The Mesolithic Site of Les Fieux (Miers, Lot):
a Hunting Camp on the Gramat Karst Plateau?
Nicolas VALDEYRON, Thomas BRIAND, Laurent BOUBY,
Auréade HENRY, Rym KHEDHAIER, Benjamin MARQUEBIELLE,
Hélène MARTIN, Anna THIBEAU, Bruno BOSC-ZANARDO
The Mesolithic site located in the western entrance of the cave of Les Fieux (Miers, Lot), excavated in the 1970’s by F. Champagne, has often been interpreted as a hunting camp. This hypothesis is mostly based on features of the lithic industry, which is largely dominated by weapon elements. The results of a multidisciplinary study of the Mesolithic assemblages now provide an opportunity to question the validity of this hypothesis. While the data collected (in the fields of anthracology, zooarchaeology, carpology, lithic technology and usewear, bone technology, sedimentology, etc.), do not completely invalidate it, they do suggest a few nuances. The activities identified are more varied than would be expected for a simple hunting camp, as are the animal carcass exploitation strategies, indicating an in situ consumption of animal products and thus a functional complexity that is not fully compatible with this interpretation.
To cite this article
Valdeyron N., Briand T., Bouby L., Henry A., Khedhaier R., Marquebielle B., Martin H., Thibeau A., Bosc-Zanardo B., 2011 – The Mesolithic Site of Les Fieux (Miers, Lot): a Hunting Camp on the Gramat Karst Plateau?, in Bon F., Costamagno S., Valdeyron N. (eds.), Hunting Camps in Prehistory. Current Archaeological Approaches, Proceedings of the International Symposium, May 13-15 2009, University Toulouse II – Le Mirail, P@lethnology, 3, 331-341.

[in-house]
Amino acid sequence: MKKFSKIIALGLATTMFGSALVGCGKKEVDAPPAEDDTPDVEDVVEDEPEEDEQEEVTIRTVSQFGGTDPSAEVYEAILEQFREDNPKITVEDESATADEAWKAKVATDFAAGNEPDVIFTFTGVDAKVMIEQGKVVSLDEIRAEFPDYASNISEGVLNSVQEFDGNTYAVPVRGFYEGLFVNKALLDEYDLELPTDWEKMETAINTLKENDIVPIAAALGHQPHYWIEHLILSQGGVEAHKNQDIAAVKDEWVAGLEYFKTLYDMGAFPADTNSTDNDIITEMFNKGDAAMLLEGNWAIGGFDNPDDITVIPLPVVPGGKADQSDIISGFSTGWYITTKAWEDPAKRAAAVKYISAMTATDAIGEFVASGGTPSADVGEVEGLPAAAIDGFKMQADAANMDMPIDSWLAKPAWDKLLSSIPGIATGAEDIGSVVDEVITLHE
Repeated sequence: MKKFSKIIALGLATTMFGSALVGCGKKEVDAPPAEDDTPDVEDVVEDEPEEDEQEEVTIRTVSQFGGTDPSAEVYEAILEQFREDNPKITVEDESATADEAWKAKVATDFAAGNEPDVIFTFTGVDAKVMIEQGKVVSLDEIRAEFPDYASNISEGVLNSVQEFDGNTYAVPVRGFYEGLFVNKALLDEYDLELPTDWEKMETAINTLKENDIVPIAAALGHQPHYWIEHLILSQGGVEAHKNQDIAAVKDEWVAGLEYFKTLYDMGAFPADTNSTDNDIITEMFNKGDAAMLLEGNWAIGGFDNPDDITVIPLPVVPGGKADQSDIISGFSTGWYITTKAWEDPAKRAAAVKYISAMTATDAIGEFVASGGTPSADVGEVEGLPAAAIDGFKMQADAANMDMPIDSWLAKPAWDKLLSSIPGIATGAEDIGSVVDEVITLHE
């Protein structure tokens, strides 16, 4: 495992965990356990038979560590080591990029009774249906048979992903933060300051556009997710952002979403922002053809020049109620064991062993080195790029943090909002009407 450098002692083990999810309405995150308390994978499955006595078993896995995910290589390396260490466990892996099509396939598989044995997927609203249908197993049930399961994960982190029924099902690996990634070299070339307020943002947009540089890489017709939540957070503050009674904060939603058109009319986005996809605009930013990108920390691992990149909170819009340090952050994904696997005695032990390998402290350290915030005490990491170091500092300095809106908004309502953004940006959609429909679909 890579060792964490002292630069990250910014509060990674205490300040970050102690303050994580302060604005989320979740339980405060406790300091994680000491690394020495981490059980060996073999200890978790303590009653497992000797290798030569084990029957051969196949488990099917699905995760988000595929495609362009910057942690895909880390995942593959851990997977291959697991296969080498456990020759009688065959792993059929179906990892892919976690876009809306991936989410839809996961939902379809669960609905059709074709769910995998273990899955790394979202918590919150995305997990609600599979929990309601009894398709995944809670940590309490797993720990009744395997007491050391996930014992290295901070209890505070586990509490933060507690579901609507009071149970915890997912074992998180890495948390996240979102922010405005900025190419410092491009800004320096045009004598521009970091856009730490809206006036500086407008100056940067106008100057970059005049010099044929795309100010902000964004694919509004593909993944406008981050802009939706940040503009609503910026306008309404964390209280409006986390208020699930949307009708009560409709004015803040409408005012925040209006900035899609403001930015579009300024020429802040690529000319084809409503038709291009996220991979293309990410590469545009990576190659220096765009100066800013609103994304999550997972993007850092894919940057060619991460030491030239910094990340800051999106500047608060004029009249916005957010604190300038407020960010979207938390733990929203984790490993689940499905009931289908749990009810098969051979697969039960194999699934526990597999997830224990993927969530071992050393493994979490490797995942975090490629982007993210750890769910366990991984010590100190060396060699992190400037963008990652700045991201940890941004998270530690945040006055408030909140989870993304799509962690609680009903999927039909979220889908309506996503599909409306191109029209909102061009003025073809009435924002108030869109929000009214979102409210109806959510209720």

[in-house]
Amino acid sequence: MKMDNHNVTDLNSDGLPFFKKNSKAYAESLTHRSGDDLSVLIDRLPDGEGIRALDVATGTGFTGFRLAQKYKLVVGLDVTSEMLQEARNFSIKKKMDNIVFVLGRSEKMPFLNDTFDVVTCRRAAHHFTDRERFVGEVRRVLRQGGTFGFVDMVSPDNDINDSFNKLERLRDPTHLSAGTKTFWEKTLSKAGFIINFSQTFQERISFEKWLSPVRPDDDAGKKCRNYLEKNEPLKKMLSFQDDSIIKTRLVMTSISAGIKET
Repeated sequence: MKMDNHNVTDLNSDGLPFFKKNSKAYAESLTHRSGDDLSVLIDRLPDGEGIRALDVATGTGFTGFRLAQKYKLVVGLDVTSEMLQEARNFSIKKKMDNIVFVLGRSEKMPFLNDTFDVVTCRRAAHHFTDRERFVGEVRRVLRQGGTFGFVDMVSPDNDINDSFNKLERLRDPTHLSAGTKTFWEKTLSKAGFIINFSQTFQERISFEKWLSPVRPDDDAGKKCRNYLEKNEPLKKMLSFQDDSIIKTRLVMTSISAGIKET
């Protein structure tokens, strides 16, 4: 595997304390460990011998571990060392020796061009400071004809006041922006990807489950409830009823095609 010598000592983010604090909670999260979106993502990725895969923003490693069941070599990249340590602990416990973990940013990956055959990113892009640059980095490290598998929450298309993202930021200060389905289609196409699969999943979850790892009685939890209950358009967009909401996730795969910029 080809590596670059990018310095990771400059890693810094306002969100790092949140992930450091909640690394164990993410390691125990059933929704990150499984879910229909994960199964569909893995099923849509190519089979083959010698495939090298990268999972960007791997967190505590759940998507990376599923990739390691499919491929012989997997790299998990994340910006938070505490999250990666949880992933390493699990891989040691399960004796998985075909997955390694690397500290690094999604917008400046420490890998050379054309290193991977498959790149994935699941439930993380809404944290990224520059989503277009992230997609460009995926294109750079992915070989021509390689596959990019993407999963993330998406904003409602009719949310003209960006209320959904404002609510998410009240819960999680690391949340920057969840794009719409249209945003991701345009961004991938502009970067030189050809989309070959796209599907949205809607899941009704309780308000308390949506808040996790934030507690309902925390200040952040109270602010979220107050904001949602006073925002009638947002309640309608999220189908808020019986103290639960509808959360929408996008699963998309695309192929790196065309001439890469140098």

What are these barbs for?
Preliminary Study on the Function
of the Upper Magdalenian Barbed Weapon Tips
Based on previous works by M. Julien (1982) and G.C. Weniger (1995), this paper presents some preliminary hypotheses on the possible functions of the osseous barbed points from the Upper Magdalenian (ca. 13 500-12 000 cal BC). Taking as a starting point the statement that their appearance and development coincide with an increased interest in small animal hunting (fish, birds, lagomorphs), we attempted to correlate the relative abundance of barbed points with the representation of small game, but the data from our test area (Northern Pyrenees) did not provide conclusive results. A survey of the barbed points of Northern American hunter-gatherers known by ethnography shows a clear functional trend: “simple” barbed points are mostly used for fowling, for hunting big and small land game, and for war; while “true” harpoons are mostly used for fishing and hunting sea mammals and aquatic mammals. However, when based on a rigorous operational definition of harpoons, the morphology of the Magdalenian barbed points appears not to allow their positive classification as harpoon heads. Thus, their function remains largely undetermined. We therefore suggest several possible directions for future research on this topic.
To cite this article
Pétillon J.-M., 2009 – What are these Barbs for? Preliminary Study on the Function of the Upper Magdalenian Barbed Weapon Tips, in Pétillon J.-M., Dias-Meirinho M.-H., Cattelain P., Honegger M., Normand C., Valdeyron N., Projectile Weapon Elements from the Upper Palaeolithic to the Neolithic, Proceedings of session C83, XVth UISPP World Congress, Lisbon, September 4-9, 2006, P@lethnology, 1, 66-97.